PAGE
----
Marginal and Absorption Cost

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ACOF 014 Introduction to Costing Semester 2 2008/ 2009 TOPIC 7: ABSORPTION AND

MARGINAL COSTING

Outline: 1. Learning Objectives 2. Differences between absorption and variable costing 3. Impact on profit under each costing technique 1. Learning objectives a. Explaining the differences between absorption costing and marginal costing b. Explaining the impact on stock valuation & profit under each costing system c. Explaining the impact on under each costing system d. Preparing multi-period absorption and marginal costing profit statements 2. Explaining the differences between absorption costing and Marginal costing 298) Flow of Costs under Full Absorption & Marginal Costing PERIOD COST Selling and administrative expenses FULL ABSORPTION COSTING PRODUCT COSTS Fixed manufacturin g overhead Variable manufacturing overhead Direct materials and direct labour

Work in process inventory

Expenses for the period

Cost of goods sold

Closing inventories

PERIOD COST Selling and administrative

MARGINAL COSTING PRODUCT COSTS Fixed manufacturin Variable manufacturing Direct materials and 1

expenses

g overhead

overhead

direct labour

Work in process inventory

Expenses for the period

Cost of goods sold

Closing inventories

Absorption Costing = full costing - DM + DL + Marginal + fixed manufacturing OH  product cost - Non-manufacturing cost  period cost Marginal Costing (Variable/ Direct Costing) DM + DL + Marginal manufacturing OH  product cost Fixed manufacturing OH + non-manufacturing cost  period cost Which method should be used? External reporting  use absorption Costing Match costs against revenues. ** absorption costing  may have under/over recovery of fixed overheads  charged to I/S as period costs (refer Topic #4 on OH) Internal reporting  debatable  both useful in different ways The Concept of Contribution Margin MARGINAL COST = VARIABLE COST = DIRECT LABOUR + DIRECT MATERIAL + DIRECT EXPENSE + VARIABLE OVERHEADS CONTRIBUTION MARGIN = SALES – MARGINAL COST  the contribution margin (CM) is the excess of sales revenues over varibale costs  in other words, CM is the amount available to cover the fixed costs, once they are covered, any remaining amounts adds directly to the income form the operations. CM could also be expressed in total or per unit of product.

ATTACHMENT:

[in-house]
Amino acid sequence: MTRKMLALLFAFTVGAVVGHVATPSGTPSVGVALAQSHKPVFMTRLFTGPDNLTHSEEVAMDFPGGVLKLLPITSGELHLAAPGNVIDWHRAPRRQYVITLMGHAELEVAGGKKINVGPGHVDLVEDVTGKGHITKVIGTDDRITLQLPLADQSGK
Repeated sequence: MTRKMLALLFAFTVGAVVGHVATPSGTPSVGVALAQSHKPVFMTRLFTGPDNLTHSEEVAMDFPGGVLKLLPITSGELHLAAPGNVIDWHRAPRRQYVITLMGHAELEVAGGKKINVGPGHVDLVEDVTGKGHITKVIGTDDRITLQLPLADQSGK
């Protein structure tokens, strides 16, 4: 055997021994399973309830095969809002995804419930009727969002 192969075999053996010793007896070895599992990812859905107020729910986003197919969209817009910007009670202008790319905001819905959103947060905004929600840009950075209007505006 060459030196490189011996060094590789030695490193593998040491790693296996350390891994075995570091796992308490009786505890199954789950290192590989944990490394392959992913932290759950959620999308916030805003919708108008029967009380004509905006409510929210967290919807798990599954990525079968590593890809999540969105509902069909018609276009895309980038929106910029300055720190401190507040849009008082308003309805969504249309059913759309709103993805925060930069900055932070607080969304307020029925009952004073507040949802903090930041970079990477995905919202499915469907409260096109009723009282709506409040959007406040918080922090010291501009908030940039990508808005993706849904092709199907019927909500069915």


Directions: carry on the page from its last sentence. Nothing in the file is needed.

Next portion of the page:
Illustration 1: Contribution Margin Income Statement Sales Variable costs RM 1,000,000 600,000

2

CM Fixed costs Income from operations

RM RM

400,000 300,00 100,000

Available to cover the FC of RM300,000.

(note: think of the fixed costs as a bucket and the CM is water filling the bucket. Once the bucket is filled, the overflow represents income from operations. Up until the point of overflow, however, the CM contributes to fixed costs (filling the bucket)).

3. Preparing multi-period absorption and marginal costing profit statements Illustration 2: The unit cost of production for a firm which produces a single product is: Direct materials 2.60 Direct labour 3.00 Variable overhead 0.40 Fixed overhead 1.00 7.00 The fixed overhead calculation is based on a budgeted level of activity of 150,000 units and budgeted manufacturing fixed overheads f RM150,000 for each quarter. The budgeted selling and administration overheads are RM100,000 per quarter (all fixed). The selling price for the product is RM10 per unit. The production and sales for each quarter were: Quarter 1 Production (units) 150,000 Sales (units) 150,000 Quarter 2 Quarter 3 170,000 140,000 150,000 140,000 160,000 160,000 Quarter 4

There was no opening stock in Quarter 1 and you should assume that actual costs were identical to estimated costs. You are required to: a) produce in columnar format, absorption and variable costing profit statements b) comment on the results for each quarter and the year as a whole

Illustration 3: Assume, for example, that on June 1, Hamilton Manufacturing Company opened a new plant in Nashville. Data for...
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